Israelis demonstrating in Tel Aviv on Saturday night against the government’s judicial reform plan defied police orders and attempted to block major roads and highways, leading to limited clashes.
Police used water cannons to disperse protesters who broke through barriers to the Ayalon Highway, and detained at least four people.
Israeli National Security Minister Itamar Ben-Gvir held a situational assessment in Tel Aviv, and again instructed police to not allow “anarchists” block major routes.
“I came here to exercise my policy. I have no intention of apologizing, certainly not to the anarchists who want to set the state of Tel Aviv on fire,” he said.
In response, opposition leader Yair Lapid said that Ben-Gvir was inciting to violence.
“The dangerous TikTok clown is continuing to incite and encourage violence,” tweeted Lapid, adding: “There has never been a government minister who openly sought clashes between the police and citizens.”
Last week, Lapid called on police to ignore the “dangerous” and “irresponsible” directive by Ben-Gvir to maintain public order, accusing the minister of trying “to heat things up even further.”
Anti-judicial reform demonstrations turned violent on Wednesday, which protest leaders dubbed a “Day of National Disruption.” They called for marches throughout the country and strikes at businesses and schools. They also laid out plans to block roads and make “house calls” to the private residences of coalition lawmakers.
Police used stun grenades to disperse protesters blocking the Ayalon Highway, and more than 20 people were arrested, including a man in Haifa for attacking a police officer.
Israeli Prime Minister Benjamin Netanyahu made clear that his government “will not accept violence against police officers, the blocking of highways and gross violations of state laws.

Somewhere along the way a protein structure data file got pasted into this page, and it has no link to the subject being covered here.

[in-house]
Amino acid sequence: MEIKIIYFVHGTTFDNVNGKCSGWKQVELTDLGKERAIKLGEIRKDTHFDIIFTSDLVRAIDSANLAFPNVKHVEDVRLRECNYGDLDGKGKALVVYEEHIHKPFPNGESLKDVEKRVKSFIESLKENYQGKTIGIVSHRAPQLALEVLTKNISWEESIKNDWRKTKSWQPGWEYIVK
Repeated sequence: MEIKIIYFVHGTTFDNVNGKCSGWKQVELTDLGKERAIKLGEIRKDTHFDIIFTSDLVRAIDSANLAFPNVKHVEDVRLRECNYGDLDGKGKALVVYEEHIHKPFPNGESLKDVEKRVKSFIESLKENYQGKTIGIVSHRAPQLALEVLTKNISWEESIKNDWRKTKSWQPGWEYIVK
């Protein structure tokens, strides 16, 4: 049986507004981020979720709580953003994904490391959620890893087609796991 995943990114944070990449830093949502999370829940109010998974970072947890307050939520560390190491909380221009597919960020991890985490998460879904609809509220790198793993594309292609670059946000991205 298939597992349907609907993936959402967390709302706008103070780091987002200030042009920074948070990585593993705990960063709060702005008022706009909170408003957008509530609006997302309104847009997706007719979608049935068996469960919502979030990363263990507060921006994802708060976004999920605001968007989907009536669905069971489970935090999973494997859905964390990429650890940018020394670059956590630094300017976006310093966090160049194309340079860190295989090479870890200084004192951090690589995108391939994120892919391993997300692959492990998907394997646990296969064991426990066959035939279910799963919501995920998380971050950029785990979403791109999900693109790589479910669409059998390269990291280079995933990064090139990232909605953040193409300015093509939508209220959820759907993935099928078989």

“The right to demonstrate is not a right to anarchy,” he said.
“I fully back National Security Minister Ben-Gvir, the Israel Police inspector-general and the officers of the Israel Police, who are acting against lawbreakers who are disrupting Israeli citizens’ daily lives,” added Netanyahu.
The prime minister has harshly criticized the opposition, saying it had “gone off the rails,” and reached out to the public, as “this is the time to talk.”
“I hear the voices of the people. I hear those who are praising [the judicial reforms], and I also hear those who are concerned. When there are disagreements among us, it is possible and necessary to talk in order to reach agreements or at least reduce the disagreements among us,” Netanyahu said.
Lapid has rejected numerous coalition overtures to negotiate without preconditions, instead demanding that the legislative process be frozen for at least 60 days and that any talks be based on a plan presented by President Isaac Herzog, who holds a largely ceremonial position.
Protest leaders have announced this coming Thursday as the next “Day of National Disruption.”